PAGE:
Item no. 28204
"They Go Wild Over Me by anonymous, Industrial Worker February 12, 1910.
The work of organizing the unorganized was not an easy task, particularly when it came to migrant workers. Roaming from job to job and place to place, migrant workers presented one of the most pressing challenges for labor organizers. The IWW was the only union willing to take up that challenge. They did this by sending recruiters and speakers to the urban centers of western cities where itinerants often gathered in between seasonal jobs. Here, Wobbly orators competed for the attention of the workers with local employment sharks. The employment sharks were the chief grievance of migrant workers who complained about the exorbitant fees they were forced to pay labor agents in return for a job (occasionally a job that did not exist).
The exploitation of workers was worsened by the practice of fee-splitting between the agents and the company foremen. The foreman would hire a worker recruited by the agent and receive a share of the agent's fee. After the first paycheck, that worker would be fired and another worker was recruited to take their place creating what was known as the "three-gang system," whereby there was always one crew on the job, a second crew going to the job, and a third crew heading back to the employment agency.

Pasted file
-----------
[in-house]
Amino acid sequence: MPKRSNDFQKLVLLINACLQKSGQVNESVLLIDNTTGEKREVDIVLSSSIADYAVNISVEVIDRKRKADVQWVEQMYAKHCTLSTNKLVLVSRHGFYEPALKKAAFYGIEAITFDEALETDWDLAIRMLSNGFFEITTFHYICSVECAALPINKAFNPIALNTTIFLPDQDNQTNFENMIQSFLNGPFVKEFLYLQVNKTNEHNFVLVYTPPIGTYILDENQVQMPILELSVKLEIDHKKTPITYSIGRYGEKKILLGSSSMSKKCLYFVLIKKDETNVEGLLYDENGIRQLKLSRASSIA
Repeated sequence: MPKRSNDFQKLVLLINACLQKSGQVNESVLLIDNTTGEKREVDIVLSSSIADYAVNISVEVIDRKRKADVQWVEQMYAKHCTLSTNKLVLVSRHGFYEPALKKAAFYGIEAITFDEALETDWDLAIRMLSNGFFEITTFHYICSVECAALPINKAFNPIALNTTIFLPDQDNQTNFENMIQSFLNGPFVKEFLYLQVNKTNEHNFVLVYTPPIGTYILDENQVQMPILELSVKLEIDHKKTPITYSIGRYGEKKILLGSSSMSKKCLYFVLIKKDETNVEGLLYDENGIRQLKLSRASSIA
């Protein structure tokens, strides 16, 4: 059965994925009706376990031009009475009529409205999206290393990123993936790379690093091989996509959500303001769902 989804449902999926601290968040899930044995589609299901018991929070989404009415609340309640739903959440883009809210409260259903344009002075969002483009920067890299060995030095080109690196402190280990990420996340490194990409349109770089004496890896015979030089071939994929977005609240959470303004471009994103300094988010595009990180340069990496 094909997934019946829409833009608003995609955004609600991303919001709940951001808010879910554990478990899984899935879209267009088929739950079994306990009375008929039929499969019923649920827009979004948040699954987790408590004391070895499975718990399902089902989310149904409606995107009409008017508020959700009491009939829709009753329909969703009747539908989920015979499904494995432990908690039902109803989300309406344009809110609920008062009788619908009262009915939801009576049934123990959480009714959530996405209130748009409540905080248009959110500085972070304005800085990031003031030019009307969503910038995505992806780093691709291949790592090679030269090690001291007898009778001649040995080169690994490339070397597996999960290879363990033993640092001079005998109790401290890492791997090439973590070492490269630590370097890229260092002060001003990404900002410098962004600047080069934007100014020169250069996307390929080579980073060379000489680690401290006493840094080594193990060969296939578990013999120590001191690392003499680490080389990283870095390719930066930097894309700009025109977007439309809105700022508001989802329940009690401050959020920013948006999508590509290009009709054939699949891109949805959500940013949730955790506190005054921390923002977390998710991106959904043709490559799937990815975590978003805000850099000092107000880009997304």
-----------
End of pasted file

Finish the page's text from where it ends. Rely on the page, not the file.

The IWW organized a campaign against the employment sharks in which they publicized the corrupt practices of local agencies, advised workers not to buy jobs, and demanded that employers hire through the union hall. Eager to silence their exposé and frightened by the prospect of an organized work force, the employment agencies and business interests pressured their city council to prohibit the radical rabble-rousers from speaking in public. Ordinances banning public speaking were passed and any Wobbly caught mounting a soapbox was promptly arrested.
See this image in the Solidarity Forever: A Look at Wobbly Culture exhibit.